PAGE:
Pulmonary hypertension is an emergency in neonatal intensive care units with high morbidity and mortality.
Its timely assessment and management is crucial for intact survival. Over the last couple of decades, there have been significant advances in management and techniques, which have resulted in improved survival.
The use of neonatologist-performed echocardiography (NPE) is now increasingly utilized on neonatal intensive care units to understand the pathophysiology of the disease and to direct the treatment to the underlying cause.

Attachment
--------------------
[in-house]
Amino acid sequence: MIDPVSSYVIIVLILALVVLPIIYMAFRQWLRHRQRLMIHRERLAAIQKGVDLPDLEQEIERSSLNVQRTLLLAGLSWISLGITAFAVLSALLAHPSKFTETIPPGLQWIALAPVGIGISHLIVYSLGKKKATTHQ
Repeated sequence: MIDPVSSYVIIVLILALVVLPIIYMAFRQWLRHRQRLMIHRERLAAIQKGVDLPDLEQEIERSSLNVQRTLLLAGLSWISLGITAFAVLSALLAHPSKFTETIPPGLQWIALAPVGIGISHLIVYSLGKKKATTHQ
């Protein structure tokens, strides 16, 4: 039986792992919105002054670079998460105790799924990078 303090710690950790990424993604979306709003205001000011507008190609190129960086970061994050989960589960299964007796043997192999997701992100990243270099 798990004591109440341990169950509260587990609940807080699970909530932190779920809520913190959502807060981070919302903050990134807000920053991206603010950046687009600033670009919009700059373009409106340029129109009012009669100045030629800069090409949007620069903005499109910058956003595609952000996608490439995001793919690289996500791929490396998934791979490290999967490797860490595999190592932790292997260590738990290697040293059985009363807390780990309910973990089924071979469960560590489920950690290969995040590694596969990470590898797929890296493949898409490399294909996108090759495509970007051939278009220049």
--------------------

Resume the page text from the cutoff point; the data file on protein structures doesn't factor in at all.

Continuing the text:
Its use is now established not only in cases of congenital diaphragmatic hernia and in the newborn with refractory hypoxemia, but also in other conditions such as bronchopulmonary dysplasia and the premature infant with difficulty in oxygenation.
The use of NPE, however, requires the availability of trained personnel, equipment, and a close working relationship with pediatric cardiology.